Supporting Math MTSS through SpringMath: FAQs

Getting to know SpringMath FAQs   |   SpringMath MTSS Guide


Evidence-base FAQs 

Is SpringMath an evidence-based tool? 

Yes. Two randomized controlled trials studying the efficacy of SpringMath were submitted to the National Center on Intensive Intervention (NCII) for rating on their academic interventions tools chart.  NCII technical experts evaluate studies of academic intervention programs for quality of design and results, quality of other indicators, intensity, and additional research. The studies of SpringMath earned the highest possible rating for one study, and one point below the highest possible rating for the second study submitted. Additionally, SpringMath is listed as an evidence-based intervention by the University of Missouri Evidence-Based Intervention Network. SpringMath is also listed as an evidence-based resource by the Arizona Department of Education.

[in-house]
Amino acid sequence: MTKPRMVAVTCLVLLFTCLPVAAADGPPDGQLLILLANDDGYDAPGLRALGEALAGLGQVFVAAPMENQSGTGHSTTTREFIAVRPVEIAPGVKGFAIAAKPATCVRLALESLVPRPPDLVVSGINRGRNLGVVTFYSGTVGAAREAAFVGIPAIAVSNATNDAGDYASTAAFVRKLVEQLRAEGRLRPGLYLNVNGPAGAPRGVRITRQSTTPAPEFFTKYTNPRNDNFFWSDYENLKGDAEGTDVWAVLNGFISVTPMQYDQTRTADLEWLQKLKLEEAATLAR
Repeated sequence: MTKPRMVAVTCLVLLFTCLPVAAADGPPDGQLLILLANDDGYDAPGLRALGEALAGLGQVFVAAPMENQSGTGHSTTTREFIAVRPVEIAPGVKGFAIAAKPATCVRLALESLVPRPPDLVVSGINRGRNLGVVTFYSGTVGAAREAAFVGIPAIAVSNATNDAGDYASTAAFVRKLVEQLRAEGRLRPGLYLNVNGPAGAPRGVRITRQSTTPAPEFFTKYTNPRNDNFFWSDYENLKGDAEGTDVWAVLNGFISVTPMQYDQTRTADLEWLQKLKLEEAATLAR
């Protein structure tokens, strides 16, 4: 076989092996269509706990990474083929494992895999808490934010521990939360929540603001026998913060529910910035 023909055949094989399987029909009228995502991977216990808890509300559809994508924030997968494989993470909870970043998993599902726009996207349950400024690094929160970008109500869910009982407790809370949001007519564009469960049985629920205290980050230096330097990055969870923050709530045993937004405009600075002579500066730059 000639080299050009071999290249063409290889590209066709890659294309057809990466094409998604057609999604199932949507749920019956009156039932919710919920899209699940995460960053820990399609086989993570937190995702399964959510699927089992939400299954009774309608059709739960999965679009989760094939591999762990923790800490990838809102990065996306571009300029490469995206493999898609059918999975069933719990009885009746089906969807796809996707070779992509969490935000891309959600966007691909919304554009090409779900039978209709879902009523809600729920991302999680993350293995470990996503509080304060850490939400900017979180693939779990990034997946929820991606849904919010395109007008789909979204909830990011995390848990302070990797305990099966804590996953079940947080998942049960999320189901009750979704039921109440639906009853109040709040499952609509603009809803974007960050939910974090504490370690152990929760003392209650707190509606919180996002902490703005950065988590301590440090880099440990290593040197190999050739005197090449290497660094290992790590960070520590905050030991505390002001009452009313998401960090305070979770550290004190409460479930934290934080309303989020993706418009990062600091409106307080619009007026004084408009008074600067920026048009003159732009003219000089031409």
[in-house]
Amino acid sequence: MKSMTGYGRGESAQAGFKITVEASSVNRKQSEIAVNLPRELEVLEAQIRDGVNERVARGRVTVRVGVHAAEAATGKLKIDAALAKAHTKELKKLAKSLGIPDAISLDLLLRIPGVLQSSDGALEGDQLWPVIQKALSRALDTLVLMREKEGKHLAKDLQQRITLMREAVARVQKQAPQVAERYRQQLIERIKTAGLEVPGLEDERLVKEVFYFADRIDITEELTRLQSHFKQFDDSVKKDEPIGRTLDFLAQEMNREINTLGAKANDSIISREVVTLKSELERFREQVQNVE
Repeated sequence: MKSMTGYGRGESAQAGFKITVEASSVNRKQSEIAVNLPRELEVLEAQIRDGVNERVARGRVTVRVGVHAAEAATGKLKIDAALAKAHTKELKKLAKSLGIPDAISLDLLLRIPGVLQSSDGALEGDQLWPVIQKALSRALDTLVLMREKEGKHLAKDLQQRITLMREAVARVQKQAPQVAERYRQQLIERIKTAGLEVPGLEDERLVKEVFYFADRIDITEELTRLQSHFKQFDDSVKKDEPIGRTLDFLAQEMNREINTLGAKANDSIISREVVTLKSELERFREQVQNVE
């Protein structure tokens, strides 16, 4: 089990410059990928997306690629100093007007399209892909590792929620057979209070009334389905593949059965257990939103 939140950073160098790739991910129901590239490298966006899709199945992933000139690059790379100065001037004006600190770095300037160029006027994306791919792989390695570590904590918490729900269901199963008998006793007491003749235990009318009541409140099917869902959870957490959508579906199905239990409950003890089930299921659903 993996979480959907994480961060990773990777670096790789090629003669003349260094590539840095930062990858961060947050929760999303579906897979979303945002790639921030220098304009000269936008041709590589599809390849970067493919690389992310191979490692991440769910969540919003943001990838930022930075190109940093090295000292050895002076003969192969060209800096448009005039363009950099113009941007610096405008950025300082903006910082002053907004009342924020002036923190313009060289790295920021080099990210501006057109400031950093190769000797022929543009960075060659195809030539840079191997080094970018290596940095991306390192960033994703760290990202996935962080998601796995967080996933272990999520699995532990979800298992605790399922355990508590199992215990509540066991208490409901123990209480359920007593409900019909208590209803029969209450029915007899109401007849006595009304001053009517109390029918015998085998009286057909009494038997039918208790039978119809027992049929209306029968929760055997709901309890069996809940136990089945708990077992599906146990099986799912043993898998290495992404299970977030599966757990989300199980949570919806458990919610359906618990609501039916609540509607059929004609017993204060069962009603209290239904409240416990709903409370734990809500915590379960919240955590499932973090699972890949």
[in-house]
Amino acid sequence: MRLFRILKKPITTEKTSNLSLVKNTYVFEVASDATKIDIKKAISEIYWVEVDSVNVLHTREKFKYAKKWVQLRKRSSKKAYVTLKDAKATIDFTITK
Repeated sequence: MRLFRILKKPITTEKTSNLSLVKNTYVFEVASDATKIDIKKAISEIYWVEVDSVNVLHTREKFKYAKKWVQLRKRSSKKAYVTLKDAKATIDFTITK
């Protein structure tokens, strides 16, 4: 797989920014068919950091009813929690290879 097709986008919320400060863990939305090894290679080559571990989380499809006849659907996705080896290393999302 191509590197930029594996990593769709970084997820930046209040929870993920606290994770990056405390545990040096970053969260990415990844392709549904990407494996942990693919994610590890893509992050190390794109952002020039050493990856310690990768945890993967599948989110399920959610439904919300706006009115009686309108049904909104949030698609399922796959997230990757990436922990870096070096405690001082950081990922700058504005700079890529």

There are different levels of evidence, and some sources set forth by commercial vendors as “evidence” would not be considered evidence by our SpringMath team. We prioritize peer-reviewed published research studies in top-tier academic journals using rigorous experimental designs and a program of research that addresses novel questions and conducts systematic replication. SpringMath meets the most rigorous standards for evidence, including a transparent theory of change model for which each claim has been evaluated. The assessments and decision rules have met the most rigorous standards for reliability and decision accuracy. Intervention efficacy has been evaluated in three randomized, controlled trials, one of which was conducted by an independent research team not associated with the author or publisher of SpringMath. Additionally, the first two RCTs were published in three articles in top-tier, peer-reviewed academic journals. The third RCT was completed in 2021 and has not yet been published, but SpringMath earned the strongest effect size on math achievement among intervention tools included in that study. Additional published research has demonstrated an extremely low cost- to- benefit ratio (or stated another way, a strong return on investment), reduced risk, systemic learning gains, and closure of opportunity (or equity) gaps via SpringMath. Drs. VanDerHeyden and Muyskens maintain an ongoing program of research aimed at continually evaluating and improving SpringMath effects in schools.